information is not available.


7 DATABASE MANAGEMENT CONCEPTS
7.1 TABLES
A table is a collection of related data held in a structured format within a database. It consists
of fields (columns), and rows.
In relational databases and flat file databases, a table is a set of data elements (values) using a
model of vertical columns (which are identified by their name) and horizontal rows,
the cell being the unit where a row and column intersect. A table has a specified number of
columns, but can have any number of rows. Each row is identified by the values appearing in a
particular column subset which has been identified as a unique key index.
Table is another term for relation; although there is the difference in that a table is usually
a multiset (bag) of rows where a relation is a set and does not allow duplicates. Besides the
actual data rows, tables generally have associated with them some metadata, such
as constraints on the table or on the values within particular columns.
The data in a table does not have to be physically stored in the database. Views are also
relational tables, but their data are calculated at query time. Another example are nicknames,
which represent a pointer to a table in another database.
7.2 SELECTION OPERATION
The selection operation selects rows that satisfy a certain condition from a table. As an example
in a table of cities and their population a selection can be made to view cities which have a
population of above say N.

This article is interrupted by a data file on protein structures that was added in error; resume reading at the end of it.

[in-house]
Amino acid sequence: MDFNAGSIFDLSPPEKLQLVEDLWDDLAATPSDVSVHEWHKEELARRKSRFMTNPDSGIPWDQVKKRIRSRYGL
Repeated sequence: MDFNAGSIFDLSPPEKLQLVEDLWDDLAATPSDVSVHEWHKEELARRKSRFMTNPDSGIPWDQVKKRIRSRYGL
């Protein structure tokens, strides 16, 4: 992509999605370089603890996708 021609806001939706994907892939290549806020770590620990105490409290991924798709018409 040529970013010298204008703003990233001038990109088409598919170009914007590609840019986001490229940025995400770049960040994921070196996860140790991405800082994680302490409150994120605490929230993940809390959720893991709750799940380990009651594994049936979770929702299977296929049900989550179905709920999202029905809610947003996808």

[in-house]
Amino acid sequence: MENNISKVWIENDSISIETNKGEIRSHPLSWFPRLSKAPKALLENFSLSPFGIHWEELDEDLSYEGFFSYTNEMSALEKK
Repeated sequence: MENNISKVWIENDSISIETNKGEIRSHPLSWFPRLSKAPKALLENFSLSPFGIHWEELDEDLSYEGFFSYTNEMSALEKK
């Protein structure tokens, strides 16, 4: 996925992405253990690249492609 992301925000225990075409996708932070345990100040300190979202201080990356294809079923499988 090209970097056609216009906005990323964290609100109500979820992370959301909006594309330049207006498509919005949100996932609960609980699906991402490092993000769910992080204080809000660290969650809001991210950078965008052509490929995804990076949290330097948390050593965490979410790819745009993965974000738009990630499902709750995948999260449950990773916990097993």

7.3 PROJECTION OPERATION
The projection operation is used to project out columns from a table. As an example in a table
with cities, their population and the average crime rate, a projection can be made to view only
the cities versus the crime rates.
7.4 JOIN OPERATION
The join operation is used to join two tables such that one of the columns in one table is equal
to the other in the other table. So if we have two tables one with city name versus population
and the other with city name versus crime rate and we can join them with the condition that
city name in table 1 is equal to city name in table 2. This would give us a table where city name,
population and crime rate are all given.


7.5 VIEWS
In database theory, a view is the result set of a stored query on the data, which
the database users can query just as they would in a persistent database collection object. This
pre-established query command is kept in the database dictionary. Unlike ordinary base
tables in a relational database, a view does not form part of the physical schema: as a result set,
it is a virtual table computed or collated dynamically from data in the database when access to
that view is requested. Changes applied to the data in a relevant underlying table are reflected
in the data shown in subsequent invocations of the view.
Views can provide advantages over tables: